2. ^ a b c Schmadel, Lutz D. (2007). Dictionary of Minor Planet Names – (1118) Hanskya. Springer Berlin Heidelberg. p. 95. ISBN 978-3-540-00238-3. Retrieved 14 September 2016. 
  3. ^ a b c Masiero, Joseph R.; Grav, T.; Mainzer, A. K.; Nugent, C. R.; Bauer, J. M.; Stevenson, R.; et al. (August 2014). "Main-belt Asteroids with WISE/NEOWISE: Near-infrared Albedos". The Astrophysical Journal. 791 (2): 11. arXiv:1406.6645Freely accessible. Bibcode:2014ApJ...791..121M. doi:10.1088/0004-637X/791/2/121. Retrieved 14 September 2016. 
  4. ^ a b c d Mainzer, A.; Grav, T.; Masiero, J.; Hand, E.; Bauer, J.; Tholen, D.; et al. (November 2011). "NEOWISE Studies of Spectrophotometrically Classified Asteroids: Preliminary Results" (PDF). The Astrophysical Journal. 741 (2): 25. arXiv:1109.6407Freely accessible. Bibcode:2011ApJ...741...90M. doi:10.1088/0004-637X/741/2/90. Retrieved 14 September 2016. 
  5. ^ a b c d e f "LCDB Data for (1118) Hanskya". Asteroid Lightcurve Database (LCDB). Retrieved 14 September 2016. 
  6. ^ a b c d Tedesco, E. F.; Noah, P. V.; Noah, M.; Price, S. D. (October 2004). "IRAS Minor Planet Survey V6.0". NASA Planetary Data System. Bibcode:2004PDSS...12.....T. Retrieved 14 September 2016. 
  7. ^ a b c d Usui, Fumihiko; Kuroda, Daisuke; Müller, Thomas G.; Hasegawa, Sunao; Ishiguro, Masateru; Ootsubo, Takafumi; et al. (October 2011). "Asteroid Catalog Using Akari: AKARI/IRC Mid-Infrared Asteroid Survey". Publications of the Astronomical Society of Japan. 63 (5): 1117–1138. Bibcode:2011PASJ...63.1117U. doi:10.1093/pasj/63.5.1117. Retrieved 14 September 2016. 
  8. ^ a b c d Nugent, C. R.; Mainzer, A.; Masiero, J.; Bauer, J.; Cutri, R. M.; Grav, T.; et al. (December 2015). "NEOWISE Reactivation Mission Year One: Preliminary Asteroid Diameters and Albedos". The Astrophysical Journal. 814 (2): 13. arXiv:1509.02522Freely accessible. Bibcode:2015ApJ...814..117N. doi:10.1088/0004-637X/814/2/117. Retrieved 29 August 2017.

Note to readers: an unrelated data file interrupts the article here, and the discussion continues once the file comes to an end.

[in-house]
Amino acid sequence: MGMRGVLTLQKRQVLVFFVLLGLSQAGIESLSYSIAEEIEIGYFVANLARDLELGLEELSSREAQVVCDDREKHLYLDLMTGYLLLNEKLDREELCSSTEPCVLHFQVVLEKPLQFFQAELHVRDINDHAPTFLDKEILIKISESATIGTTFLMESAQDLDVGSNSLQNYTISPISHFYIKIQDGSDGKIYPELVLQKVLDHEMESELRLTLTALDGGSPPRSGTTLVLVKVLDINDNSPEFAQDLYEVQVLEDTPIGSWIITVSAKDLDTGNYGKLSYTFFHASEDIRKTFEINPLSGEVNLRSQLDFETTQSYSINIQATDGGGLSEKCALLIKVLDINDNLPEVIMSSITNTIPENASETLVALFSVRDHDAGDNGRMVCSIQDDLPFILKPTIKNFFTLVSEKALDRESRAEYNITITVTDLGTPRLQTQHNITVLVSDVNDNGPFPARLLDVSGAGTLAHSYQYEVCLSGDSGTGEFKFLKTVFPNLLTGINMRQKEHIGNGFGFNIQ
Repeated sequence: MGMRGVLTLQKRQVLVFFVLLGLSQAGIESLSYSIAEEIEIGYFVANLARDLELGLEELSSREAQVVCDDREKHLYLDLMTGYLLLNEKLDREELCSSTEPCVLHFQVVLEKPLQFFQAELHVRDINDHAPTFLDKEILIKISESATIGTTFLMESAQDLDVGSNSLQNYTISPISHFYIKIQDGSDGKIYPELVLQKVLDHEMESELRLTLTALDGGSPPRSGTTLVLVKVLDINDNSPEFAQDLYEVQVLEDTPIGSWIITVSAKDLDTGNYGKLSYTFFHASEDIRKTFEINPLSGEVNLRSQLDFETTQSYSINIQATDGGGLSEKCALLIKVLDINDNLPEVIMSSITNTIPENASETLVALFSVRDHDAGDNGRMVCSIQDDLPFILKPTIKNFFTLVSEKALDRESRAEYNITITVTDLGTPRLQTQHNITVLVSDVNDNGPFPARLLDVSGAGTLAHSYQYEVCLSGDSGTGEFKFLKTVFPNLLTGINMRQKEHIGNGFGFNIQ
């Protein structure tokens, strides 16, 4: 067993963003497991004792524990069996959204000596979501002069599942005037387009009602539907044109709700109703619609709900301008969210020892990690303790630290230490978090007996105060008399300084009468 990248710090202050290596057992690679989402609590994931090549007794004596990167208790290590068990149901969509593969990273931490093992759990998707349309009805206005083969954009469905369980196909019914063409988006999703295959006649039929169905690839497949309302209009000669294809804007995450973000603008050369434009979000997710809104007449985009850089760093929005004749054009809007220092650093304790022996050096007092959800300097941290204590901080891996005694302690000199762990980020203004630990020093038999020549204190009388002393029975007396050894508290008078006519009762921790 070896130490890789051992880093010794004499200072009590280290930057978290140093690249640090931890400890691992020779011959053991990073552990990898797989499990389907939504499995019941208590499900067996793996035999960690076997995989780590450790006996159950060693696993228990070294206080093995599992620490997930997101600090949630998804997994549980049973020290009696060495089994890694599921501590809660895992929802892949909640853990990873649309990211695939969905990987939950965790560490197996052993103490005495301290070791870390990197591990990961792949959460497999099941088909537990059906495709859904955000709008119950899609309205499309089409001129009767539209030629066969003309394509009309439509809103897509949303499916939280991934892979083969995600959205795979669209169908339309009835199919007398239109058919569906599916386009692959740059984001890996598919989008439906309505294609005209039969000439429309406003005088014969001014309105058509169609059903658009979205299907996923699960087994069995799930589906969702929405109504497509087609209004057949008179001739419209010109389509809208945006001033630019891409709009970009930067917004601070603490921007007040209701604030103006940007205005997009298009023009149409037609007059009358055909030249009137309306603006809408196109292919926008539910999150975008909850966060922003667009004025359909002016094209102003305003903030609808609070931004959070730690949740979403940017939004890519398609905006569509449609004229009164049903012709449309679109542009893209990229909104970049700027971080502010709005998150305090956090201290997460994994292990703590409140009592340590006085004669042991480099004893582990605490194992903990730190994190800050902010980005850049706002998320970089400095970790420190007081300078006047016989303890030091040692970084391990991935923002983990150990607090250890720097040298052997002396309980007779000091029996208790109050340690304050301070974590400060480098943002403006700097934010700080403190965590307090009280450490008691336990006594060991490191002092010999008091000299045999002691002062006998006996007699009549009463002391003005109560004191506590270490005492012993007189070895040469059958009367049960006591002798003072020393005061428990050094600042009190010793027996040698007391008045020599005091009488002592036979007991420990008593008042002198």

9. ^ a b c d Nugent, C. R.; Mainzer, A.; Bauer, J.; Cutri, R. M.; Kramer, E. A.; Grav, T.; et al. (September 2016). "NEOWISE Reactivation Mission Year Two: Asteroid Diameters and Albedos". The Astronomical Journal. 152 (3): 12. arXiv:1606.08923Freely accessible. Bibcode:2016AJ....152...63N. doi:10.3847/0004-6256/152/3/63. Retrieved 29 August 2017. 
  10. ^ a b c d Masiero, Joseph R.; Mainzer, A. K.; Grav, T.; Bauer, J. M.; Cutri, R. M.; Nugent, C.; et al. (November 2012). "Preliminary Analysis of WISE/NEOWISE 3-Band Cryogenic and Post-cryogenic Observations of Main Belt Asteroids". The Astrophysical Journal Letters. 759 (1): 5. arXiv:1209.5794Freely accessible. Bibcode:2012ApJ...759L...8M. doi:10.1088/2041-8205/759/1/L8. Retrieved 14 September 2016. 
  11. ^ a b Robinson, L. E. (June 2002). "Lightcurve Photometry of 551 Ortrud, 1118 Hanskya, and 1916 Boreas from Sunflower Observatory". The Minor Planet Bulletin. 29: 37–38. Bibcode:2002MPBu...29...37R. Retrieved 14 September 2016. 
  12. ^ a b Behrend, Raoul. "Asteroids and comets rotation curves – (1118) Hanskya". Geneva Observatory. Retrieved 14 September 2016. 
  13. ^ a b c Waszczak, Adam; Chang, Chan-Kao; Ofek, Eran O.; Laher, Russ; Masci, Frank; Levitan, David; et al. (September 2015). "Asteroid Light Curves from the Palomar Transient Factory Survey: Rotation Periods and Phase Functions from Sparse Photometry". The Astronomical Journal. 150 (3): 35. arXiv:1504.04041Freely accessible. Bibcode:2015AJ....150...75W. doi:10.1088/0004-6256/150/3/75. Retrieved 14 September 2016. 
  14. ^ a b "1118 Hanskya (1927 QD)". Minor Planet Center. Retrieved 29 August 2017. 

External links[edit]